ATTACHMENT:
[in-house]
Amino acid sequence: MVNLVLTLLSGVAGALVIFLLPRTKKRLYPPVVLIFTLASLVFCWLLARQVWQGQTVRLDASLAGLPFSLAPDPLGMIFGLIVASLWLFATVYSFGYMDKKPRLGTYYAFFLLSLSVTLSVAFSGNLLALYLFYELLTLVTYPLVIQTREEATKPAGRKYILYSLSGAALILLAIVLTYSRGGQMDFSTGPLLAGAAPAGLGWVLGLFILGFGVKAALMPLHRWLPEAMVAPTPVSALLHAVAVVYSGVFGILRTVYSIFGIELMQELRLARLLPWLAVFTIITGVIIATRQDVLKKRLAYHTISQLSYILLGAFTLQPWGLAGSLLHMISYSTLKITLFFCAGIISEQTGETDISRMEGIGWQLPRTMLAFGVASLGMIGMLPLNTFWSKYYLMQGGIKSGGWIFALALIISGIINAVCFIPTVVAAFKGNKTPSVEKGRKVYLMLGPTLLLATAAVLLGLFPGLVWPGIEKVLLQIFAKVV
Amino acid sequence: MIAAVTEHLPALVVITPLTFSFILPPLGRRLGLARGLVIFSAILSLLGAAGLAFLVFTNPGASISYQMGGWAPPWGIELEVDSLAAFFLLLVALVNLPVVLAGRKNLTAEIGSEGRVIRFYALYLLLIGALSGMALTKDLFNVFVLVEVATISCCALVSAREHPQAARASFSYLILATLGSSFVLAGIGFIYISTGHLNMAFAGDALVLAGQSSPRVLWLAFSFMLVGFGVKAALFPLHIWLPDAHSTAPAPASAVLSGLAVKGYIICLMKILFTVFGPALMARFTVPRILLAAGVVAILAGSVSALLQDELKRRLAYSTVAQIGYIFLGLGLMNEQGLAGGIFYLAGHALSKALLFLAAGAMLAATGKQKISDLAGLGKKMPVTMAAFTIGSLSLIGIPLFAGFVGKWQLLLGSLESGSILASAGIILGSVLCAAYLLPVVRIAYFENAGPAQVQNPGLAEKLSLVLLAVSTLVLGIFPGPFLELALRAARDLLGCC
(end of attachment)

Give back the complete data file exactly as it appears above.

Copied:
[in-house]
Amino acid sequence: MVNLVLTLLSGVAGALVIFLLPRTKKRLYPPVVLIFTLASLVFCWLLARQVWQGQTVRLDASLAGLPFSLAPDPLGMIFGLIVASLWLFATVYSFGYMDKKPRLGTYYAFFLLSLSVTLSVAFSGNLLALYLFYELLTLVTYPLVIQTREEATKPAGRKYILYSLSGAALILLAIVLTYSRGGQMDFSTGPLLAGAAPAGLGWVLGLFILGFGVKAALMPLHRWLPEAMVAPTPVSALLHAVAVVYSGVFGILRTVYSIFGIELMQELRLARLLPWLAVFTIITGVIIATRQDVLKKRLAYHTISQLSYILLGAFTLQPWGLAGSLLHMISYSTLKITLFFCAGIISEQTGETDISRMEGIGWQLPRTMLAFGVASLGMIGMLPLNTFWSKYYLMQGGIKSGGWIFALALIISGIINAVCFIPTVVAAFKGNKTPSVEKGRKVYLMLGPTLLLATAAVLLGLFPGLVWPGIEKVLLQIFAKVV
Amino acid sequence: MIAAVTEHLPALVVITPLTFSFILPPLGRRLGLARGLVIFSAILSLLGAAGLAFLVFTNPGASISYQMGGWAPPWGIELEVDSLAAFFLLLVALVNLPVVLAGRKNLTAEIGSEGRVIRFYALYLLLIGALSGMALTKDLFNVFVLVEVATISCCALVSAREHPQAARASFSYLILATLGSSFVLAGIGFIYISTGHLNMAFAGDALVLAGQSSPRVLWLAFSFMLVGFGVKAALFPLHIWLPDAHSTAPAPASAVLSGLAVKGYIICLMKILFTVFGPALMARFTVPRILLAAGVVAILAGSVSALLQDELKRRLAYSTVAQIGYIFLGLGLMNEQGLAGGIFYLAGHALSKALLFLAAGAMLAATGKQKISDLAGLGKKMPVTMAAFTIGSLSLIGIPLFAGFVGKWQLLLGSLESGSILASAGIILGSVLCAAYLLPVVRIAYFENAGPAQVQNPGLAEKLSLVLLAVSTLVLGIFPGPFLELALRAARDLLGCC